The Dos and Don’ts of Scuba Diving with Asthma

The underwater world is a fascinating one that should be enjoyed by everyone, but certain medical conditions might prevent you from fully experiencing the riches of the ocean. One such condition is asthma. 

Scuba diving requires you to be able to draw deep, even breaths and asthma might prevent you from doing that. Fret not! We’re here to help. Full disclaimer though, this blog post isn’t a substitute for medical advice, and your best bet to diving with ANY medical condition is checking with your doc first. Anyhoo, here’s some information that you might appreciate if you’re thinking about diving with a respiratory condition like asthma. 

Male traveler swimming underwater with shark

The Do’s of Asthmatic Diving

Do find out if you’re fit to dive. This is often called a Fitness to Dive (FTD), where a person is evaluated if they can meet the demands of normal and emergency scuba diving situations. Functional tests are often conducted in a pool or open water, accompanied by lab-based tests if needed. 

During these tests, several factors come into play, such as your aerobic or VO2 max capacity and swimming capabilities. After passing these tests, you can try getting scuba-certified if you’re serious about the sport. The certification course may take several days to weeks, depending on your learning curve. 

The Don’ts of Asthmatic Diving

One of the most important things is not to hide your asthmatic condition from a physician, as it may be harmful to you in the future. Give your doctors the full history of your health condition, even if it’s been years since your last symptom. They’ll be able to give you the proper test according to your condition. You also shouldn’t dive within 48 hours of you requiring medication.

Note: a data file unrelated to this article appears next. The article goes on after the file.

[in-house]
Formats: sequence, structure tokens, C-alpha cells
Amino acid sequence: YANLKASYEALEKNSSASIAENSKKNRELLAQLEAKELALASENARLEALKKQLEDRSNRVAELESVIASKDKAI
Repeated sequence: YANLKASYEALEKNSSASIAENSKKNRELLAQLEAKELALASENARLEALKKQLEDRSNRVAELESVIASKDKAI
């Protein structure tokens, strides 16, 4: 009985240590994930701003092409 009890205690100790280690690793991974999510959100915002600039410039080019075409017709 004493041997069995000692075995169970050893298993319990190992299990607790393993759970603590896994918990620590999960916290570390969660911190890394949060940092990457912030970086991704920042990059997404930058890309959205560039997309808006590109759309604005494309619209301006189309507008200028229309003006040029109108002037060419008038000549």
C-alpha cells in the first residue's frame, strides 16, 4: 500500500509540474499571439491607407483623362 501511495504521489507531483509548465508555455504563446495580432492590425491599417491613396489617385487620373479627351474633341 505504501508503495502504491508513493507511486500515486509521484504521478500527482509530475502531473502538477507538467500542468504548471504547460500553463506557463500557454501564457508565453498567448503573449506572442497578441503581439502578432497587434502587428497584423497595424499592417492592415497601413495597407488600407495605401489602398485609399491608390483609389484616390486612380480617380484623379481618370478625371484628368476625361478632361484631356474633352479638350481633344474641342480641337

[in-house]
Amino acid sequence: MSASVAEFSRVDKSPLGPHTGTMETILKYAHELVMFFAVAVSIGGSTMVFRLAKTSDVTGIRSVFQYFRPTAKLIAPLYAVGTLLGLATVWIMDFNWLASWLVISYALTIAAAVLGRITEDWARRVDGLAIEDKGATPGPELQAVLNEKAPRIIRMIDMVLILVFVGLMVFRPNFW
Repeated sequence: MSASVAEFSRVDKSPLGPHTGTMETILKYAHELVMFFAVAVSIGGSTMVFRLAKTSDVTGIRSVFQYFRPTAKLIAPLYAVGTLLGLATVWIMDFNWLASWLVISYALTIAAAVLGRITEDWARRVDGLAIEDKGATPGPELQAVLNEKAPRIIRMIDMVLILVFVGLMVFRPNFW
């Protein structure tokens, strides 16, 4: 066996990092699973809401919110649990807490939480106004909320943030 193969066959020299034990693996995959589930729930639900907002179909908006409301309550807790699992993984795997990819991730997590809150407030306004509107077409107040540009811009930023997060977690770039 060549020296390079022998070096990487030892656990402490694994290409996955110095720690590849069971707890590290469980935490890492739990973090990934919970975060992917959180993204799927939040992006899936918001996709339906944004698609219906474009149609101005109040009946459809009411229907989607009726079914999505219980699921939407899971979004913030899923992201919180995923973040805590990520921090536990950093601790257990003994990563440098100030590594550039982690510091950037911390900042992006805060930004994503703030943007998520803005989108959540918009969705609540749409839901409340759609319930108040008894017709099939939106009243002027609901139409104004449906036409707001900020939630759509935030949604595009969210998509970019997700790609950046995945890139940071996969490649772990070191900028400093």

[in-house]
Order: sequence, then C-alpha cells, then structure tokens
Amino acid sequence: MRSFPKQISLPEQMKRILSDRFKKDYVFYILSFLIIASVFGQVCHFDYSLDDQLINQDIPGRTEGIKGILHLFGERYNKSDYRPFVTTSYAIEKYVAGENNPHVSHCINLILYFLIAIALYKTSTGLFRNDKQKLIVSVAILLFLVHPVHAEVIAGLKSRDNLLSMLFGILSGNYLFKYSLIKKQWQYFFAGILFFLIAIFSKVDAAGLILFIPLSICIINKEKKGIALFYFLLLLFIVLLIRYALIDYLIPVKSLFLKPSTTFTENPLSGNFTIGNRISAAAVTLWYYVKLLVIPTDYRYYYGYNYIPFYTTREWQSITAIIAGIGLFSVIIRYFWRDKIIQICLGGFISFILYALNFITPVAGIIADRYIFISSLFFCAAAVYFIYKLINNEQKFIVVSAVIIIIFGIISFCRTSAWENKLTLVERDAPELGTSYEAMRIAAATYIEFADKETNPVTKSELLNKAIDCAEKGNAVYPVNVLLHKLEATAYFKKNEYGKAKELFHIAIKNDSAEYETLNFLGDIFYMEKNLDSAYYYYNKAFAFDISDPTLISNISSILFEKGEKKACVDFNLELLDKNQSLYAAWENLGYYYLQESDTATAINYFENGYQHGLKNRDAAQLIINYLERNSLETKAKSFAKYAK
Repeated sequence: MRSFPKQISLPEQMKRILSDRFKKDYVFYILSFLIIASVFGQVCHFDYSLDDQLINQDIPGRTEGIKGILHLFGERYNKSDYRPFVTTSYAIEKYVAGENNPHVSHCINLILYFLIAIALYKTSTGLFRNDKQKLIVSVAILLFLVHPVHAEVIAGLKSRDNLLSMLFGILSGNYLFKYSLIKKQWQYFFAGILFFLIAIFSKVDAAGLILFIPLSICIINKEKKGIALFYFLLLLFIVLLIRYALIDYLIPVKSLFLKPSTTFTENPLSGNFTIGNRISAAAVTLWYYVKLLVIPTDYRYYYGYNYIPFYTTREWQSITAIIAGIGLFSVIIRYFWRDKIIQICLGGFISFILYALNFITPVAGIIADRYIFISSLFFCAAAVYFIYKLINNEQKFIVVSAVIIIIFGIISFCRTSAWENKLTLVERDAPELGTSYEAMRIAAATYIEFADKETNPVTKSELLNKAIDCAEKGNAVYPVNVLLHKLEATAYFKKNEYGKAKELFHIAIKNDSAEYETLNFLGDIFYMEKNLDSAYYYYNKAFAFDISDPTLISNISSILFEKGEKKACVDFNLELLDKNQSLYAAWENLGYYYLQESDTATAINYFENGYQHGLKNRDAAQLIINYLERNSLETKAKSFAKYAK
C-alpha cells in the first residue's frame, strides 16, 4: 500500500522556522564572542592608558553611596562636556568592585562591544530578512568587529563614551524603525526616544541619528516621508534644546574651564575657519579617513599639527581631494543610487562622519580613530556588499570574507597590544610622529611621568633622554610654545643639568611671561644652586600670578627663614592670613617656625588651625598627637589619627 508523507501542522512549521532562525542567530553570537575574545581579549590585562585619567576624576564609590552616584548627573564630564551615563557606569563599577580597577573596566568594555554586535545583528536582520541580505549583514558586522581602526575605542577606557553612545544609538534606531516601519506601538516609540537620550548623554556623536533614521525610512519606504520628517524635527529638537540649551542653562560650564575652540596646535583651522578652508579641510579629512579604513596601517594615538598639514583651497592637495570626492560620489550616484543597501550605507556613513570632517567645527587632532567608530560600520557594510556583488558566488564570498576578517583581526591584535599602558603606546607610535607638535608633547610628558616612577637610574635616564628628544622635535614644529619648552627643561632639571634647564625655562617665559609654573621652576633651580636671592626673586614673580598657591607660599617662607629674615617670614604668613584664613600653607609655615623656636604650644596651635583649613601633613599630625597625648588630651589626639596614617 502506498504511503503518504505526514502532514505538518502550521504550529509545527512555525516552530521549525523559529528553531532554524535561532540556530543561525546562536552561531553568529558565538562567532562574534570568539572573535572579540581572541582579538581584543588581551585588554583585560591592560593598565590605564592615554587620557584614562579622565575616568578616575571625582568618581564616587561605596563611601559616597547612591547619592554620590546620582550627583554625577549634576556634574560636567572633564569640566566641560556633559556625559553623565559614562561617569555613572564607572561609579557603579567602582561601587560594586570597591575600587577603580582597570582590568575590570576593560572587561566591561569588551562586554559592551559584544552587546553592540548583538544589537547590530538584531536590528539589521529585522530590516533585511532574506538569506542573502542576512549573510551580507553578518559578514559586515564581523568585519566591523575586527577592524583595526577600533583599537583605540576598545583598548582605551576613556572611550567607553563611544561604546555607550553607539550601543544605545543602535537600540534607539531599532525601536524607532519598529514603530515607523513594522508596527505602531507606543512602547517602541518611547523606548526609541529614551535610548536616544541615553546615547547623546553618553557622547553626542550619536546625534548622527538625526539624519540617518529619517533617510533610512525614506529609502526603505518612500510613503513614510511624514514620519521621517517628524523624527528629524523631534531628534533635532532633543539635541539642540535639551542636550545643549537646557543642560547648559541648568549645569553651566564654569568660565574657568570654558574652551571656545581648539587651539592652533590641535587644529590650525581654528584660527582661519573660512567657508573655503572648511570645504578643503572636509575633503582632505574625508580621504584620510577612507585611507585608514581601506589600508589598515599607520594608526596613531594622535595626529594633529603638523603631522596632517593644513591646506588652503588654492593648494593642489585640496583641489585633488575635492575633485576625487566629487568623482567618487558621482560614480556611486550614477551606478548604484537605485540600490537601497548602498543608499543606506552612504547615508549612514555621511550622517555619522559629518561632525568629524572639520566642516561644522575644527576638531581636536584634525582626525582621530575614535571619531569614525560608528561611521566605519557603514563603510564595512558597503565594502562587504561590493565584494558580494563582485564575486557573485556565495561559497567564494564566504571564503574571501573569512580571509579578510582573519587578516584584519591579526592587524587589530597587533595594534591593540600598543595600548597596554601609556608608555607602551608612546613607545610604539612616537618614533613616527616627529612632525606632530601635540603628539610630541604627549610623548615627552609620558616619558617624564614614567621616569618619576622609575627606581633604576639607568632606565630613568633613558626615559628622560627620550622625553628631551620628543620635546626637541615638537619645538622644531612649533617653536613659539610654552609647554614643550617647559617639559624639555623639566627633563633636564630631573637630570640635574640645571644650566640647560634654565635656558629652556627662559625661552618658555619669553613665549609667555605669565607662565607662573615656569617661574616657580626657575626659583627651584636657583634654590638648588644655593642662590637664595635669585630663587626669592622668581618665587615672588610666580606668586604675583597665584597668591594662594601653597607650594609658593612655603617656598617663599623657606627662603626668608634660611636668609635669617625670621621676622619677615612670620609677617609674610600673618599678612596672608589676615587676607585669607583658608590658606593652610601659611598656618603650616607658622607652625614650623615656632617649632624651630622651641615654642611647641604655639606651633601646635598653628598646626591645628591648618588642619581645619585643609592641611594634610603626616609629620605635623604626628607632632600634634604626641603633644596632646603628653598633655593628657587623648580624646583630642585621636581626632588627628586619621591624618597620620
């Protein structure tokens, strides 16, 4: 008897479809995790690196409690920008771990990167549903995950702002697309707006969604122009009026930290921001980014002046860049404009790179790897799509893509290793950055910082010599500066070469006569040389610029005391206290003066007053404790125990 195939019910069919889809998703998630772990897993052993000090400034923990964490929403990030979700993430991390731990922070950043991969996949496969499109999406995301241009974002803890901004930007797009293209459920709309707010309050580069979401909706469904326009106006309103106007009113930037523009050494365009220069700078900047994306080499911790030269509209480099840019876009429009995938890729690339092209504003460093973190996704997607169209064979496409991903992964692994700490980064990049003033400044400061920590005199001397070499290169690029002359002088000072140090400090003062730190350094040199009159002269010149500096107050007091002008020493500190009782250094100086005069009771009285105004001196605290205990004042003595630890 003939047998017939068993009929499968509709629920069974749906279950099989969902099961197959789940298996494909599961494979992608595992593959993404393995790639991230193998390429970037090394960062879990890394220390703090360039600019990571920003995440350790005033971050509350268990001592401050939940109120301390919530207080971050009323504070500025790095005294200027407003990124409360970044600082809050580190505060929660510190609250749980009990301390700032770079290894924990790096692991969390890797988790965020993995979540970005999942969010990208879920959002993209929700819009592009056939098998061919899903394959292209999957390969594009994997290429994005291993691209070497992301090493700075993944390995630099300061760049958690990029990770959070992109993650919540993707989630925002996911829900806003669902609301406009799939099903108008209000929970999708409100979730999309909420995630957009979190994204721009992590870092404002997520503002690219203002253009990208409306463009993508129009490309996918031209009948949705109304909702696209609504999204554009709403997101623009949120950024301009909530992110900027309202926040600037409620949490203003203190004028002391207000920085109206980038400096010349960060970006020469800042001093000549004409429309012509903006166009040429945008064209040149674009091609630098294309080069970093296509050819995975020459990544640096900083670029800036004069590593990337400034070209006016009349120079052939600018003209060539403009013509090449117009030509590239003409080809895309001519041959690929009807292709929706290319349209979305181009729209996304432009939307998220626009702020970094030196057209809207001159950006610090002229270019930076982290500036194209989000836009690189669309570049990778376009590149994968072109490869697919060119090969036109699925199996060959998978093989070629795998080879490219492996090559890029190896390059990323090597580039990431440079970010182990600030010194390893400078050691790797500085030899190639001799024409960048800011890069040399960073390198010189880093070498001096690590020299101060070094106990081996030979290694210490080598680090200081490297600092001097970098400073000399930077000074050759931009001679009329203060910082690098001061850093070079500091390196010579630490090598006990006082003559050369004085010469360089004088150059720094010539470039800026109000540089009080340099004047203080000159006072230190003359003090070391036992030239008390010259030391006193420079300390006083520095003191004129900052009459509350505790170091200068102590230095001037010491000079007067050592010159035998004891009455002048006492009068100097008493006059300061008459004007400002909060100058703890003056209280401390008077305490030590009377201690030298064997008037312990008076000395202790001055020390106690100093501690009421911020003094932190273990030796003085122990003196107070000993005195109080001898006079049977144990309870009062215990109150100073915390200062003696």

Can I dive with asthma?

Yes, you can dive with asthma as long as you get the sign-off from your physician and your asthma is not triggered by exercise, emotion, and cold. Diving may require you to face emergencies, which could be fatal if your asthma is emotion-induced. It’s also physically exhausting and air from the oxygen tanks or deeper water may be colder, which could irritate the lungs. 

What does the doctor need to know?

The first thing you need to do is to disclose your health history with your doctor, including your last symptoms and triggers. You should also inform them how active you are or if you ever have trouble breathing when exercising. 

Then discuss a fitness-to-dive test with your doctor, to find out if you’re able to handle diving. You can start with a phone consultation and continue to book a proper fitness-to-dive test session. 

What is an Asthma Stress Test?

An asthma stress test will try to recreate the situation you’ll experience underwater, such as breathing compressed air and swimming against a current. They may require you to breathe through a scuba tank while pedaling on an exercise bike. At the same time, health professionals will monitor your lung functions. 

The test will give them information on whether or not you’ll be able to dive. Before you undergo an asthma stress test, they’ll ask you to keep a peak flow diary using a peak flow meter for around 2 weeks. A normal person will have a stable peak flow, while those with issues will have varied flows.